Protecting Your Ankle from a Sprain

Protecting Your Ankle from a Sprain

Ankle sprains are the most common musculoskeletal issues treated by primary care doctors and account for almost one in three injuries seen at sports medicine practices — and that's not even counting more minor sprains that are self-treated at home. Fortunately, there are steps you can take to prevent this widespread injury.

 At Yavapai Foot and Ankle Center in Prescott, Arizona, Dr. Todd Cox and our highly trained staff provide one-stop care for all your foot and ankle needs. Not only do we treat a wide range of ailments from bunions to nerve pain to sports injuries and more, but we are able to perform screenings, diagnostic testing, and treatment all on site for care that is fast and more budget-friendly.

Ankle sprains

An ankle sprain occurs when the ligaments that work to support the ankle get stretched too much or torn. This can happen in a variety of ways like taking a misstep and twisting it, landing on it in an awkward way or encountering an obstacle such as stepping in a hole or tripping on the stairs. Often a sprain happens while participating in an athletic activity.

Symptoms

Symptoms of a sprained ankle can include soreness, pain, swelling, and/or bruising. Having trouble putting weight on it or walking can be another sign.

Diagnosis and treatment

Diagnosis of a sprained ankle is often made through an exam and musculoskeletal ultrasound. Depending on how severe the injury is, treatment may include anything from resting, elevating the ankle, and taking oral anti-inflammatory medication to wearing a compression bandage, splint, walking boot, or cast. Some people may also need to use crutches or go to physical therapy. Severe injuries may require surgery.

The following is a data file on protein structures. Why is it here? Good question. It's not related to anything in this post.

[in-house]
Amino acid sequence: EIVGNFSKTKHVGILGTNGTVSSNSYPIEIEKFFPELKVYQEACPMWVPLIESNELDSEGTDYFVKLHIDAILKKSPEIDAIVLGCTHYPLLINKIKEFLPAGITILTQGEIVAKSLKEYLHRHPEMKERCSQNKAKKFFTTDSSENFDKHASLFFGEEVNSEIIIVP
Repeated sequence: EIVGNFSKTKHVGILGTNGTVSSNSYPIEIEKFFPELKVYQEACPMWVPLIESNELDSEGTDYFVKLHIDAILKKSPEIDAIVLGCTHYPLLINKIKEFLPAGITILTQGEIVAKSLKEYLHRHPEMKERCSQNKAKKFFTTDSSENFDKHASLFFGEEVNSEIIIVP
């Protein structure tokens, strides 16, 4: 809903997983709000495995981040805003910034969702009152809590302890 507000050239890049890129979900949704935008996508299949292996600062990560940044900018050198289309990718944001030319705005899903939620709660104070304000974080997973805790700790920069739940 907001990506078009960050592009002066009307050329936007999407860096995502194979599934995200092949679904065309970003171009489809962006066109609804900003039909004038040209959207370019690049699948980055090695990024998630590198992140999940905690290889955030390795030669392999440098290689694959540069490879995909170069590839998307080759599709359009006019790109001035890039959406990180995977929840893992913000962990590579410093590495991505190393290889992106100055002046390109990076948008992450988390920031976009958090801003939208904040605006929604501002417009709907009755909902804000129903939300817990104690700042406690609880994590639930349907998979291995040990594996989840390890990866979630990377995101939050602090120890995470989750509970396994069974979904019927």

Prevention

While treatments are available, the best course of action is to reduce the possibility of an injury in the first place. Tips include:

Practice good ankle health

Keep the ankles flexible and strong by stretching regularly and doing range of motion and strengthening exercises. Be sure to always warm up before participating in physical activities. Increase the amount of exercise time and intensity over multiple weeks to gradually improve stamina. Cross train by practicing different kinds of activities to aid in building muscles.

Get proper support

Support the ankles by using tape, wearing lace-up ankle braces or donning high-top shoes. In addition, select shoes that fit correctly and make sure laces are tied and straps are closed tightly to encourage the best support possible. Be sure to replace shoes when the tread or heels get worn down.

Avoid red flags

Walking or running on cracked or uneven ground can result in an injury. Wearing high heels can also be problematic.

Listen to your body

Stop or take a break when you're tired. Overdoing physical activity can result in an accident and injury.

If you have suffered an ankle injury, it's important to get a proper diagnosis and treatment plan. Call our office at 928-445-4898 or click here to book an appointment today.

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